Tigray regional forces say Eritrea launches offensive over border

Members of Amhara region militias ride on their truck as they head to the mission to face the Tigray People’s Liberation Front (TPLF), in Sanja, Amhara region near a border with Tigray, Ethiopia.

Forces in Ethiopia’s Tigray region said troops from neighbouring Eritrea started a full-scale offensive on Tuesday and heavy fighting was taking place in several areas along the border.

Two aid workers also reported intense fighting along the border, including shelling into a displaced persons camp on the outskirts of the village of Ziban Gedena. They did not say whether Eritrean troops were on the ground in Tigray.

If confirmed, the participation of Eritrean troops would mark an escalation in a conflict that was reignited last month after the collapse of a ceasefire in place since March.

The U.S. special envoy for the Horn of Africa, Mike Hammer, said on Tuesday the United States was aware of Eritrean troops crossing into Ethiopia’s Tigray region and condemned it.

Eritrea had withdrawn its troops from most areas in Tigray last year after they supported the Ethiopean military in earlier phases of a war against Tigrayan forces which erupted in November 2020.

“Eritrea is deploying its entire army as well as reservists. Our forces are heroically defending their positions,” Getachew Reda, a spokesman for the Tigray People’s Liberation Front (TPLF), said on Twitter.

Getachew said Ethiopian troops and special forces from the Amhara region to the south had also joined the offensive.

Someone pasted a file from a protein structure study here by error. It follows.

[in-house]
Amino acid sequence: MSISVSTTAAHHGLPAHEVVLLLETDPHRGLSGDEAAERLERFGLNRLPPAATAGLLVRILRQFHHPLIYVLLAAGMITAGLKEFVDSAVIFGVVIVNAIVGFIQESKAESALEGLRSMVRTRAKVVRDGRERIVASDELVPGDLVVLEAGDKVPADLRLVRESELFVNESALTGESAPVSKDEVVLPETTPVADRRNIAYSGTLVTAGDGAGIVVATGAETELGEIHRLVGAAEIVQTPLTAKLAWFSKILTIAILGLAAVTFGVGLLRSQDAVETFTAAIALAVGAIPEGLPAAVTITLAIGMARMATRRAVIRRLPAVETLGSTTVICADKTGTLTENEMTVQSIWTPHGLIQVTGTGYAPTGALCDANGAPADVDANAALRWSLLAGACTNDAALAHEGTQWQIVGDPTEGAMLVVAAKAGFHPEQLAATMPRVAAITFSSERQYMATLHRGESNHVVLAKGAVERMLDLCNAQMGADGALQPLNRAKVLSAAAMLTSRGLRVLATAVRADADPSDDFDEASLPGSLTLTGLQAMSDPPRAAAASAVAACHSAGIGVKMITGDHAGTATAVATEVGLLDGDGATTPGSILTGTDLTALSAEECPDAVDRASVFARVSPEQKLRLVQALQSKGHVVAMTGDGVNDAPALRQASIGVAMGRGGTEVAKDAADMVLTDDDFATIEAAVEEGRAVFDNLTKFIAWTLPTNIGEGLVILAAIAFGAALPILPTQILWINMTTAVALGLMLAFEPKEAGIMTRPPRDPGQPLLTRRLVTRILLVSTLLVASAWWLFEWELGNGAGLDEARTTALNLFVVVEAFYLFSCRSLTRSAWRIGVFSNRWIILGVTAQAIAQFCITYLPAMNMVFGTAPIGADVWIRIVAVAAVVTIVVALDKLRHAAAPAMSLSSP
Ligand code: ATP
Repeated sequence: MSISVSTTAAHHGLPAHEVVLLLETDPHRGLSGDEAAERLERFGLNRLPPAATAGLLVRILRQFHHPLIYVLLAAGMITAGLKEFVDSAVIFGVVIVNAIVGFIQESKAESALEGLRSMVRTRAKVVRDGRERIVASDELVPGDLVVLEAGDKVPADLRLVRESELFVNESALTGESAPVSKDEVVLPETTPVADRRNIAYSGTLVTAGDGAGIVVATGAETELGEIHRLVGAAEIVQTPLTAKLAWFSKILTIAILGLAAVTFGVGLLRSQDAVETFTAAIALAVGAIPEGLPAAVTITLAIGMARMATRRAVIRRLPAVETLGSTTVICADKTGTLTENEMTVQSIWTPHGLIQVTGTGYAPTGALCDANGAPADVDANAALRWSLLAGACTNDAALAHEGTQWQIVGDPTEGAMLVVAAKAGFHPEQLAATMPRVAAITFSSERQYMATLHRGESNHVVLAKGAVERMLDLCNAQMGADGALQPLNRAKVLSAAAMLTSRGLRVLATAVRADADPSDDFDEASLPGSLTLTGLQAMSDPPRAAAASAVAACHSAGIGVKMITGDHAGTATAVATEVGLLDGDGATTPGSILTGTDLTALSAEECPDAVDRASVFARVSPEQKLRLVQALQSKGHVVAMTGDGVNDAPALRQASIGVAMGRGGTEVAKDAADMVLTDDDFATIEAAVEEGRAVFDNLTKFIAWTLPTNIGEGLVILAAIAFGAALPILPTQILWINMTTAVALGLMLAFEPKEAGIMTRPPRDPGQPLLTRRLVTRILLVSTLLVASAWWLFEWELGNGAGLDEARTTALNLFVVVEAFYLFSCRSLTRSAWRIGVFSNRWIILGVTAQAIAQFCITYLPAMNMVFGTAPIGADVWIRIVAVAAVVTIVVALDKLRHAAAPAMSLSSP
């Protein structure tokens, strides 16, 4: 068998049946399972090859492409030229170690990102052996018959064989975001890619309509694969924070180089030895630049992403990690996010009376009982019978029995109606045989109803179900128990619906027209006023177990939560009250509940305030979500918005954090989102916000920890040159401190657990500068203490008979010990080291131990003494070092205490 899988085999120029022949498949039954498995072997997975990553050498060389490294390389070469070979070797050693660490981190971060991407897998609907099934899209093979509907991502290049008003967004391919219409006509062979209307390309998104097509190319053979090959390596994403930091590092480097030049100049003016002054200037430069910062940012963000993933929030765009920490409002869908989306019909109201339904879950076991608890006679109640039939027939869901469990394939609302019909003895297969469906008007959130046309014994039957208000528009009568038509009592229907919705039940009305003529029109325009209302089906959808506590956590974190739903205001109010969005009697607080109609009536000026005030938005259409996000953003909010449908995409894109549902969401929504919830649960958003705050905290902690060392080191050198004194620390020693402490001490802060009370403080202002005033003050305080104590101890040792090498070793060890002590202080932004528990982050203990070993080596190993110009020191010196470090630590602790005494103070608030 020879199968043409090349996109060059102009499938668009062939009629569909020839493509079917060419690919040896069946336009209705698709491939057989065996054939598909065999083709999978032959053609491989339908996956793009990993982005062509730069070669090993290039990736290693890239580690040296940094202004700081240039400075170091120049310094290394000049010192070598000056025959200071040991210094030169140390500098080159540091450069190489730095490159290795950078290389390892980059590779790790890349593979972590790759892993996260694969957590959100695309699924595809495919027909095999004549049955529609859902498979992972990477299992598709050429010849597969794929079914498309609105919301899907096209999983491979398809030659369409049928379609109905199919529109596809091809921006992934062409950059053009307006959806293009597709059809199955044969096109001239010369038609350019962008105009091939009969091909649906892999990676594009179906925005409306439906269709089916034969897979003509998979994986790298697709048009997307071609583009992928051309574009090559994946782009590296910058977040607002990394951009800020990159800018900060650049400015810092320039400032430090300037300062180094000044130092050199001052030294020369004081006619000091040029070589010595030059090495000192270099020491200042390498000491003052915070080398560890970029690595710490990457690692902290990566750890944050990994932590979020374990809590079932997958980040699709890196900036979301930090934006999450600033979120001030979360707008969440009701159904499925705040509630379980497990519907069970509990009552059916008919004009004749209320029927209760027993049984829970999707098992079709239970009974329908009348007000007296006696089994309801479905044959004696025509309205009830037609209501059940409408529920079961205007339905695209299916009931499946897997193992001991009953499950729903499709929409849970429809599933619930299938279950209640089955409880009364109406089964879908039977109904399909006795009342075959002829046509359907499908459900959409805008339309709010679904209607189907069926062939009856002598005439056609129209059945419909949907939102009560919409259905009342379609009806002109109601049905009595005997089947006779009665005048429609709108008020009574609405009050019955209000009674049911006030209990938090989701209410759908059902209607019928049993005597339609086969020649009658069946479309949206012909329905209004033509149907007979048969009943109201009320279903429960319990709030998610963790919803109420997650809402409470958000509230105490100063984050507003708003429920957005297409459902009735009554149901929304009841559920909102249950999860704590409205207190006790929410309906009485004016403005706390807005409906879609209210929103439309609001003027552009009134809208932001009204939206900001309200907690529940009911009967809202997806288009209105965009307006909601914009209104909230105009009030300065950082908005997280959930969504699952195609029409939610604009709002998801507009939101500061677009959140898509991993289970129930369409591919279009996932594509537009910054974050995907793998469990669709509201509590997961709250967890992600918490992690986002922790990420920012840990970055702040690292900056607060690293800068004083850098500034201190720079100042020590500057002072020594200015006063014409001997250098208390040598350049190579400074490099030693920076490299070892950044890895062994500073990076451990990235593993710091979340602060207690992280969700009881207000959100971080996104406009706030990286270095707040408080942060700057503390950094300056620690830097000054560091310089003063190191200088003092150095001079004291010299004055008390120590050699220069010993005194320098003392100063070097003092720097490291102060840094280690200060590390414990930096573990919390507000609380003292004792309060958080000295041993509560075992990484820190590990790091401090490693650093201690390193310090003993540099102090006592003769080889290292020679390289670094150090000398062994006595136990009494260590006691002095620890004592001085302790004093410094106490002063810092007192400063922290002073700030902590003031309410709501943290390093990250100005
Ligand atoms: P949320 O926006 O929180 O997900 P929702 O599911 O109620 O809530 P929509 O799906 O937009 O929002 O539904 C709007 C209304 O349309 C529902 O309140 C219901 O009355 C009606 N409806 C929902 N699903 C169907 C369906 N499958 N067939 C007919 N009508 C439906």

The two-year-old war in Tigray has already killed thousands, displaced millions and created a humanitarian disaster in northern Ethiopia.

Ethiopian Prime Minister Abiy Ahmed’s government accuses the TPLF, which dominated Ethiopia’s ruling coalition until Abiy came to power in 2018, of trying to reassert Tigrayan dominance over Ethiopia. The TPLF accuses Abiy of over-centralising power and oppressing Tigrayans.

On Saturday the Canadian government warned that Eritrea was mobilising armed forces due to the resumption of fighting in Tigray, where a ceasefire in place since March broke down on August 24.

Eritrea’s Information Minister Yemane Gebremeskel confirmed over the weekend that some reservists were called up but said the government was not mobilising the entire population.

Ethiopian residents and aid workers previously reported that Eritrean troops had shelled the towns of Shiraro and Adigrat earlier this month.

According to a United Nations document, more than 200,000 people have fled the most recent fighting.

Also on Monday, a U.N. human rights commission said it had reasonable grounds to believe that Ethiopia’s government was “using starvation as a method of warfare”.

The commission also said it had reasonable grounds to believe that war crimes had been committed by forces from both sides of the conflict.

Ethiopia’s government has previously called the commission’s investigation “politically motivated”.

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